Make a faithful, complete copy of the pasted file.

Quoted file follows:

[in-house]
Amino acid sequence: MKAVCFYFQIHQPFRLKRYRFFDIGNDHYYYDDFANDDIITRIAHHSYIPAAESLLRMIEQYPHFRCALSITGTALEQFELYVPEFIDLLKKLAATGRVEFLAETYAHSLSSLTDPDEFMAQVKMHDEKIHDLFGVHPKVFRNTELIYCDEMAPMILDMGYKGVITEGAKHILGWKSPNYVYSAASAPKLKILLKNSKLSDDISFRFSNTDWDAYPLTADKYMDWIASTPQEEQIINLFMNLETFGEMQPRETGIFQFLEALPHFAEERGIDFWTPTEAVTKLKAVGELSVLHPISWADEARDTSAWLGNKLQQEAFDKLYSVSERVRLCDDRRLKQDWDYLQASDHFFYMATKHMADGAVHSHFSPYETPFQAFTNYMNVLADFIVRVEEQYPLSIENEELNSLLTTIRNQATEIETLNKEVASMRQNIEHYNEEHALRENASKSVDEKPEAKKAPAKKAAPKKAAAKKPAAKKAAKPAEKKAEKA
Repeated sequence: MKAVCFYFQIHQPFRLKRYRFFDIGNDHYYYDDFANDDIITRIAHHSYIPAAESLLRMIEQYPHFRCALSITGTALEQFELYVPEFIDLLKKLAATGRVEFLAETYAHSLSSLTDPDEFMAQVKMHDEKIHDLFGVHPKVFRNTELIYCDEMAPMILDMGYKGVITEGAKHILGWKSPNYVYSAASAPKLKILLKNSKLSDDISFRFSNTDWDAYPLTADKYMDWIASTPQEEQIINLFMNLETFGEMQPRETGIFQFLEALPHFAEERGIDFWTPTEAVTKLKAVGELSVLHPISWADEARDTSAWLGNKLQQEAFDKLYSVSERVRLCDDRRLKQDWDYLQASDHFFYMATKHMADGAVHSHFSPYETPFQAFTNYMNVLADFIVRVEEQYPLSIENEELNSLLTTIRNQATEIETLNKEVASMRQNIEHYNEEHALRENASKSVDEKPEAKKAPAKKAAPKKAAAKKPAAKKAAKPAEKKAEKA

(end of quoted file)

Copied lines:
[in-house]
Amino acid sequence: MKAVCFYFQIHQPFRLKRYRFFDIGNDHYYYDDFANDDIITRIAHHSYIPAAESLLRMIEQYPHFRCALSITGTALEQFELYVPEFIDLLKKLAATGRVEFLAETYAHSLSSLTDPDEFMAQVKMHDEKIHDLFGVHPKVFRNTELIYCDEMAPMILDMGYKGVITEGAKHILGWKSPNYVYSAASAPKLKILLKNSKLSDDISFRFSNTDWDAYPLTADKYMDWIASTPQEEQIINLFMNLETFGEMQPRETGIFQFLEALPHFAEERGIDFWTPTEAVTKLKAVGELSVLHPISWADEARDTSAWLGNKLQQEAFDKLYSVSERVRLCDDRRLKQDWDYLQASDHFFYMATKHMADGAVHSHFSPYETPFQAFTNYMNVLADFIVRVEEQYPLSIENEELNSLLTTIRNQATEIETLNKEVASMRQNIEHYNEEHALRENASKSVDEKPEAKKAPAKKAAPKKAAAKKPAAKKAAKPAEKKAEKA
Repeated sequence: MKAVCFYFQIHQPFRLKRYRFFDIGNDHYYYDDFANDDIITRIAHHSYIPAAESLLRMIEQYPHFRCALSITGTALEQFELYVPEFIDLLKKLAATGRVEFLAETYAHSLSSLTDPDEFMAQVKMHDEKIHDLFGVHPKVFRNTELIYCDEMAPMILDMGYKGVITEGAKHILGWKSPNYVYSAASAPKLKILLKNSKLSDDISFRFSNTDWDAYPLTADKYMDWIASTPQEEQIINLFMNLETFGEMQPRETGIFQFLEALPHFAEERGIDFWTPTEAVTKLKAVGELSVLHPISWADEARDTSAWLGNKLQQEAFDKLYSVSERVRLCDDRRLKQDWDYLQASDHFFYMATKHMADGAVHSHFSPYETPFQAFTNYMNVLADFIVRVEEQYPLSIENEELNSLLTTIRNQATEIETLNKEVASMRQNIEHYNEEHALRENASKSVDEKPEAKKAPAKKAAPKKAAAKKPAAKKAAKPAEKKAEKA